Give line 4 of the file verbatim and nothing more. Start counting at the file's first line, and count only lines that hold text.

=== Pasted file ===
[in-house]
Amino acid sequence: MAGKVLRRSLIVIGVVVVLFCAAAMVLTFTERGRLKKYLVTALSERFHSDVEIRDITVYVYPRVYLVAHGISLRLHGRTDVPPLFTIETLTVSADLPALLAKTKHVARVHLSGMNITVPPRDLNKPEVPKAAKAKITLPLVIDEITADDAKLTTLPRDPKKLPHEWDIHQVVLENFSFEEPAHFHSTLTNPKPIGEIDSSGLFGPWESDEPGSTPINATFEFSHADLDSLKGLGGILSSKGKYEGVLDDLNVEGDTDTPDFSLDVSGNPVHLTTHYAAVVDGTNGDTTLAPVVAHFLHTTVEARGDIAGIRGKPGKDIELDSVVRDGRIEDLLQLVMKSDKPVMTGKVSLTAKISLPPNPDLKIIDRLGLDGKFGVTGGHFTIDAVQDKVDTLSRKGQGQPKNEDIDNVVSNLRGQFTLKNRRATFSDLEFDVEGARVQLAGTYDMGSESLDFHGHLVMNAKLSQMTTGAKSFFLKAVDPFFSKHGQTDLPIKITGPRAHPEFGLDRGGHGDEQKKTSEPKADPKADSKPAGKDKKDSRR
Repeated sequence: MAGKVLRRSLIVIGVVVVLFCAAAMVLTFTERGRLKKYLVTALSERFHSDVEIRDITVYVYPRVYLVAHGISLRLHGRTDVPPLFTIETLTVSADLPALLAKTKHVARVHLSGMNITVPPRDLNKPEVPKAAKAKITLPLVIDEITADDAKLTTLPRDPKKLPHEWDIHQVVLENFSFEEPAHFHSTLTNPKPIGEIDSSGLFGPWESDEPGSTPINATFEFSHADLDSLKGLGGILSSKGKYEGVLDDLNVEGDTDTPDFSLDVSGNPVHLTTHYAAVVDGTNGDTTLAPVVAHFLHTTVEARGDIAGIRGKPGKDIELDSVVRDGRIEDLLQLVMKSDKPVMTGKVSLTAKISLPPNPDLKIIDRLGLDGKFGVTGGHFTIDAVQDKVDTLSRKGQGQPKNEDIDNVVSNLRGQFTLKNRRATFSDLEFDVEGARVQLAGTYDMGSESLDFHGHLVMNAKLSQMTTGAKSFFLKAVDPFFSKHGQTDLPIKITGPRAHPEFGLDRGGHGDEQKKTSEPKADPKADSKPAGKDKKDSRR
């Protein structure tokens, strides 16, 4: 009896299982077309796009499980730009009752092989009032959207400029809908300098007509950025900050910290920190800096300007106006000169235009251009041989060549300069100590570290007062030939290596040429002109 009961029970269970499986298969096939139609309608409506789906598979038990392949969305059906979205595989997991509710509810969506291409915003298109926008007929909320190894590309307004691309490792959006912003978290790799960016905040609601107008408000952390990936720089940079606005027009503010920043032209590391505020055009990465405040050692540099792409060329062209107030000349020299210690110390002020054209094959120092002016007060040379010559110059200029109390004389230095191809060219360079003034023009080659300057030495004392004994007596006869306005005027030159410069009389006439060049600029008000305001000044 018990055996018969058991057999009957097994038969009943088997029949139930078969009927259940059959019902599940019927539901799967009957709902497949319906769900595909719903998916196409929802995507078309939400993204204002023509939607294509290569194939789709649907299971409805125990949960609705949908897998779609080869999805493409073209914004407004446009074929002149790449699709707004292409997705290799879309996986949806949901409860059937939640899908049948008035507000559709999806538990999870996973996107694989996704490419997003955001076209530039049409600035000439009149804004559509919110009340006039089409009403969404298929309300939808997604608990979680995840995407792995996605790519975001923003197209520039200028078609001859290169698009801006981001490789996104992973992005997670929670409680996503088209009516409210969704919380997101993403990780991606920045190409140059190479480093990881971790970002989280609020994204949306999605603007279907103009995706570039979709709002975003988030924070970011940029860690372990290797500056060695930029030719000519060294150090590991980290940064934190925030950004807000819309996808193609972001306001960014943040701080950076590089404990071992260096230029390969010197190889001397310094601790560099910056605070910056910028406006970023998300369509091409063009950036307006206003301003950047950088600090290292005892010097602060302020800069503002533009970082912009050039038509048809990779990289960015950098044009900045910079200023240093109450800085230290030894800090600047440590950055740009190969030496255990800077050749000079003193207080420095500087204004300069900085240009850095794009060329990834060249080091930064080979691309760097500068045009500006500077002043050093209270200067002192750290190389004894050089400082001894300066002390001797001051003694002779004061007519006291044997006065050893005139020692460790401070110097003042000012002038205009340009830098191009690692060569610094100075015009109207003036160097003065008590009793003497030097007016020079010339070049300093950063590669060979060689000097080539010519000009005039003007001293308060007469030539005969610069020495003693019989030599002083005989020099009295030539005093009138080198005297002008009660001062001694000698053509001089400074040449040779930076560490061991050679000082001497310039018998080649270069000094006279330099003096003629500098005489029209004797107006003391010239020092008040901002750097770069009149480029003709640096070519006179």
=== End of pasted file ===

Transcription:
């Protein structure tokens, strides 16, 4: 009896299982077309796009499980730009009752092989009032959207400029809908300098007509950025900050910290920190800096300007106006000169235009251009041989060549300069100590570290007062030939290596040429002109 009961029970269970499986298969096939139609309608409506789906598979038990392949969305059906979205595989997991509710509810969506291409915003298109926008007929909320190894590309307004691309490792959006912003978290790799960016905040609601107008408000952390990936720089940079606005027009503010920043032209590391505020055009990465405040050692540099792409060329062209107030000349020299210690110390002020054209094959120092002016007060040379010559110059200029109390004389230095191809060219360079003034023009080659300057030495004392004994007596006869306005005027030159410069009389006439060049600029008000305001000044 018990055996018969058991057999009957097994038969009943088997029949139930078969009927259940059959019902599940019927539901799967009957709902497949319906769900595909719903998916196409929802995507078309939400993204204002023509939607294509290569194939789709649907299971409805125990949960609705949908897998779609080869999805493409073209914004407004446009074929002149790449699709707004292409997705290799879309996986949806949901409860059937939640899908049948008035507000559709999806538990999870996973996107694989996704490419997003955001076209530039049409600035000439009149804004559509919110009340006039089409009403969404298929309300939808997604608990979680995840995407792995996605790519975001923003197209520039200028078609001859290169698009801006981001490789996104992973992005997670929670409680996503088209009516409210969704919380997101993403990780991606920045190409140059190479480093990881971790970002989280609020994204949306999605603007279907103009995706570039979709709002975003988030924070970011940029860690372990290797500056060695930029030719000519060294150090590991980290940064934190925030950004807000819309996808193609972001306001960014943040701080950076590089404990071992260096230029390969010197190889001397310094601790560099910056605070910056910028406006970023998300369509091409063009950036307006206003301003950047950088600090290292005892010097602060302020800069503002533009970082912009050039038509048809990779990289960015950098044009900045910079200023240093109450800085230290030894800090600047440590950055740009190969030496255990800077050749000079003193207080420095500087204004300069900085240009850095794009060329990834060249080091930064080979691309760097500068045009500006500077002043050093209270200067002192750290190389004894050089400082001894300066002390001797001051003694002779004061007519006291044997006065050893005139020692460790401070110097003042000012002038205009340009830098191009690692060569610094100075015009109207003036160097003065008590009793003497030097007016020079010339070049300093950063590669060979060689000097080539010519000009005039003007001293308060007469030539005969610069020495003693019989030599002083005989020099009295030539005093009138080198005297002008009660001062001694000698053509001089400074040449040779930076560490061991050679000082001497310039018998080649270069000094006279330099003096003629500098005489029209004797107006003391010239020092008040901002750097770069009149480029003709640096070519006179």